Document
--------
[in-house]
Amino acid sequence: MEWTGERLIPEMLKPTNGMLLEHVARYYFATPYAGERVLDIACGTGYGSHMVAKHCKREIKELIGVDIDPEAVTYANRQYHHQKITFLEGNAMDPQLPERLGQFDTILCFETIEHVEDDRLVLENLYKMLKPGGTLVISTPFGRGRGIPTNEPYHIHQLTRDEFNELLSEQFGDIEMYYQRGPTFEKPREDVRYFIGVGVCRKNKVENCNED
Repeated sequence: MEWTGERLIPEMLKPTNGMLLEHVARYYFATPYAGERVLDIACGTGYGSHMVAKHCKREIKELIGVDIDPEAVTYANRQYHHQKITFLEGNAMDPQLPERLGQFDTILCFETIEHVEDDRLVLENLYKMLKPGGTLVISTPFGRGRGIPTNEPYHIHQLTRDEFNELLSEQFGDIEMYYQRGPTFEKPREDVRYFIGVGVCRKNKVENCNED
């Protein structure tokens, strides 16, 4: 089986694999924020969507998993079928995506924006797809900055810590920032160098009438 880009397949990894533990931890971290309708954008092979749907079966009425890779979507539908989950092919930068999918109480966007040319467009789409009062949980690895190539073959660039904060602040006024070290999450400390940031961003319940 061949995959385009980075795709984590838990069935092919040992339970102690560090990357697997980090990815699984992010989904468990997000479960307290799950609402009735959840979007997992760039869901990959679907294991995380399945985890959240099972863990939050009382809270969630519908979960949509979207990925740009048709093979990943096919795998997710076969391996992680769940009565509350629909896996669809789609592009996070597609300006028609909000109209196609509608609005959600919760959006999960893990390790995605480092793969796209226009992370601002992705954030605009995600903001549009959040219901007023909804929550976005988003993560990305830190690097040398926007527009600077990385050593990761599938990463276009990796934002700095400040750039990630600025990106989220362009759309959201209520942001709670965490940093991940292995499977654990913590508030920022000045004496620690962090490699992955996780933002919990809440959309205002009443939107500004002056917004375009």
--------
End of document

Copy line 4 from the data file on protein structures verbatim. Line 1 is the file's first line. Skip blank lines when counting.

């Protein structure tokens, strides 16, 4: 089986694999924020969507998993079928995506924006797809900055810590920032160098009438 880009397949990894533990931890971290309708954008092979749907079966009425890779979507539908989950092919930068999918109480966007040319467009789409009062949980690895190539073959660039904060602040006024070290999450400390940031961003319940 061949995959385009980075795709984590838990069935092919040992339970102690560090990357697997980090990815699984992010989904468990997000479960307290799950609402009735959840979007997992760039869901990959679907294991995380399945985890959240099972863990939050009382809270969630519908979960949509979207990925740009048709093979990943096919795998997710076969391996992680769940009565509350629909896996669809789609592009996070597609300006028609909000109209196609509608609005959600919760959006999960893990390790995605480092793969796209226009992370601002992705954030605009995600903001549009959040219901007023909804929550976005988003993560990305830190690097040398926007527009600077990385050593990761599938990463276009990796934002700095400040750039990630600025990106989220362009759309959201209520942001709670965490940093991940292995499977654990913590508030920022000045004496620690962090490699992955996780933002919990809440959309205002009443939107500004002056917004375009």